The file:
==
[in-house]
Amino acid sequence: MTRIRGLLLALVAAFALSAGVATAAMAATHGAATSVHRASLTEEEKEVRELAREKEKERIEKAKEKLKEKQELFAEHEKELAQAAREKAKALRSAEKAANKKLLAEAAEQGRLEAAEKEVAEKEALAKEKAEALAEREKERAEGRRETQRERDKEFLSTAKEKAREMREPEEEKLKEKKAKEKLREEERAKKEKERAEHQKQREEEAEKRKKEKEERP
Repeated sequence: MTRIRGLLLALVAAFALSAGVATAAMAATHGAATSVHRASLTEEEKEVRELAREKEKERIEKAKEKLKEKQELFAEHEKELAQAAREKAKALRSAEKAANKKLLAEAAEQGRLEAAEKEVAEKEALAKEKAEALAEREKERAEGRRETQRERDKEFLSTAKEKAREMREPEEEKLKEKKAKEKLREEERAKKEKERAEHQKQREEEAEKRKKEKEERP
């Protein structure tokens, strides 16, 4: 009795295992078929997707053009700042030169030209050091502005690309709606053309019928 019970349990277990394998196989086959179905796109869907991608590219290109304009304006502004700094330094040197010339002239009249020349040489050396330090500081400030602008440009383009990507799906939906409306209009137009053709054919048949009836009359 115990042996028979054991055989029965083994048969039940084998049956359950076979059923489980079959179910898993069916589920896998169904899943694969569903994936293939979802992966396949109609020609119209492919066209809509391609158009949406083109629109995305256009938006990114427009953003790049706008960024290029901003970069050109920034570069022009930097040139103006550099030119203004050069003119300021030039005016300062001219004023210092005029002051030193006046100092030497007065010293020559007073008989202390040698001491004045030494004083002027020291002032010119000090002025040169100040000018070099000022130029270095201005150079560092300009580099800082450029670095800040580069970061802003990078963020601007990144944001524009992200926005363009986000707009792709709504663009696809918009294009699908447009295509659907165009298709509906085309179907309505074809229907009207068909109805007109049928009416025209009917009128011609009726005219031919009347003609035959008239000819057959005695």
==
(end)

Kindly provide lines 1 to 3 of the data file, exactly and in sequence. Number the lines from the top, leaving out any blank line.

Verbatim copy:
[in-house]
Amino acid sequence: MTRIRGLLLALVAAFALSAGVATAAMAATHGAATSVHRASLTEEEKEVRELAREKEKERIEKAKEKLKEKQELFAEHEKELAQAAREKAKALRSAEKAANKKLLAEAAEQGRLEAAEKEVAEKEALAKEKAEALAEREKERAEGRRETQRERDKEFLSTAKEKAREMREPEEEKLKEKKAKEKLREEERAKKEKERAEHQKQREEEAEKRKKEKEERP
Repeated sequence: MTRIRGLLLALVAAFALSAGVATAAMAATHGAATSVHRASLTEEEKEVRELAREKEKERIEKAKEKLKEKQELFAEHEKELAQAAREKAKALRSAEKAANKKLLAEAAEQGRLEAAEKEVAEKEALAKEKAEALAEREKERAEGRRETQRERDKEFLSTAKEKAREMREPEEEKLKEKKAKEKLREEERAKKEKERAEHQKQREEEAEKRKKEKEERP